BALTIMORE — Two-thirds of the Orioles' family portrait was intact, though no one expected the two Ripken boys to mug for any camera.
In an earlier place and time--spring training, perhaps--it was commonplace for father, son and son to pose together in orange and black, but young Cal and young Bill stood silently side-by-side during batting practice last Tuesday night, elbows on hips being their consistent posture.
Cal Sr., fired as Orioles manager earlier in the day and replaced by Frank Robinson, had telephoned each son in the afternoon, holding an awkward, hurried chat with each, explaining merely that he didn't want them to hear the humbling news on the radio or from a stranger. Father told neither son what to do or say, besides the obvious: win.
"We didn't get into all that (advice stuff), to be honest," said Cal Jr. before the Orioles' 6-1 loss to the Kansas City Royals in Memorial Stadium. "Really, no special advice, no special conversation."
Shortstop Cal has certainly more leverage than second-year second baseman Bill, and he could've easily criticized the Orioles' front office for firing his father and not been traded for it. But Cal held back when asked how he felt.
"I don't know if I can react to that," he said. "I'd have to sit and think about it."
Robinson's first task as manager was not to doodle out a lineup card, but to touch base with two-ninths of his lineup--the two Ripkens. He called them in to what used to be their dad's office and spoke candidly about his role in the firing. The role, he said, was zero.
"I thought it very important to do that as quick as possible," Robinson would say later. "I wanted them to know I was not upstairs rooting against Cal (Sr.)."
Robinson admitted some of what he said probably slipped in and out of both Ripkens' ears without much thought. He said it was probably too early for them to rationalize everything, though Cal Jr. had clearly accepted it outwardly.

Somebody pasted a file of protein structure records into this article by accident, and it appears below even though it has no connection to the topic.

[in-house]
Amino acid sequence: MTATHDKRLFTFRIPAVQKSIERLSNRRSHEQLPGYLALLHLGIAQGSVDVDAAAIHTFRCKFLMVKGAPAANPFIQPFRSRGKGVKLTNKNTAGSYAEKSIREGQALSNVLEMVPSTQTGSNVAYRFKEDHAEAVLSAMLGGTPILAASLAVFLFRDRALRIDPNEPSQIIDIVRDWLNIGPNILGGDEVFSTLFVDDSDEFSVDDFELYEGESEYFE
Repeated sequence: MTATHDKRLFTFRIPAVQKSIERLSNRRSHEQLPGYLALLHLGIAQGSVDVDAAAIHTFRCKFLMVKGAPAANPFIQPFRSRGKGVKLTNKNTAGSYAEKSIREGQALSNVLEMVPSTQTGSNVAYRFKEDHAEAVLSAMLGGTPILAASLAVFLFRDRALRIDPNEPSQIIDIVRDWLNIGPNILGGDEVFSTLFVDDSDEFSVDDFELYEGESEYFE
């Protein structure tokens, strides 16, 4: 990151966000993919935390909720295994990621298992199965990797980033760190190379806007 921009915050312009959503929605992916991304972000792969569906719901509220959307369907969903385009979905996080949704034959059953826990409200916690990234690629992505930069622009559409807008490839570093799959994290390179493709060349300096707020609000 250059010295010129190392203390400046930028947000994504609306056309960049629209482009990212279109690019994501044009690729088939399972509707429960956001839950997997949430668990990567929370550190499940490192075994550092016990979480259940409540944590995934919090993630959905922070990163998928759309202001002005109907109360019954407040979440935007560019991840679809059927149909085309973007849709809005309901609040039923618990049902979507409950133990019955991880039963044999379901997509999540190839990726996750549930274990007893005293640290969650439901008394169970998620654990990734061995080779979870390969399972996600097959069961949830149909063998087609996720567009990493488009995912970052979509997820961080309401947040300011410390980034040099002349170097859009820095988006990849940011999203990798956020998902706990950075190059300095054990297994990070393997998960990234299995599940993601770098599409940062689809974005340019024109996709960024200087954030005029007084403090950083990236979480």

"I've never played for Frank as a manager," Cal Jr. said. "I have a great deal of respect for him as a baseball man. He definitely knows the game, has had the experience in all facets of the game. I'm sure he'll do a good job."
Bill was not so brave, commenting very little about the ordeal ("It wasn't my decision to make," he said), and he also made the most emotional decision so far, choosing to wear his father's uniform number (jersey No. 7) beginning Wednesday night.
"I think Billy took it the hardest," Robinson said, "and I guess that's to be expected also. Cal's been around a little longer and seen these things."
And at points during the five-minute interview that Cal Jr. held Tuesday night, he showed signs of cracking. He pointed out that baseball is a game where you're hired to be fired, but when asked if his father had received a fair shake, he looked skyward and said, "That's not for me to say. Do I have an opinion? Again, I'm a player. I don't have an opinion on that. I'm not supposed to have an opinion on that."
Asked if he had an opinion, speaking merely as a son, he responded, "As a son, I'll keep my opinions to myself."
The subplot here is what ends up happening to Cal after this season. He is a free agent come October, and maybe this firing is his own personal writing on the wall to look elsewhere. Asked about it, he said, "That's not a fair question."
Cal Sr., though, said, "I don't answer for what he does. He's a grown man, and I don't influence his decision.
"They've played for other managers besides me before. They're professional ballplayers. They'll bust their rear ends for whoever's managing."
For Robinson, it's been best to bust your rear for him or else. When he managed in San Francisco, he came out to relieve a pitcher once, and when the pitcher flipped Robinson the ball (instead of handing it over nicely), Robinson grabbed the pitcher by the elbow and jawed at him.
Robinson said Tuesday night, "I'm not going to be spitting fire every time someone makes a mistake." But he'll also want results. He held a team meeting before Tuesday night's game to explain himself in 20 minutes or less, and he said he'll have more explaining to do to every player--one on one--some time this week.
"I'll want to visit with everyone," he said.
This is the fifth time Orioles catcher Terry Kennedy's witnessed a manager firing and he says this was the hardest for him.
"Never played for anybody better," Kennedy said of Cal Sr.
"It wasn't his fault, I don't think. How many cases is it the manager's fault. It happened fast. You've got to make pretty quick emotional judgments when a manager is fired. You might have a game that night. But as bad as we feel, how bad do you think Cal and Billy feel?"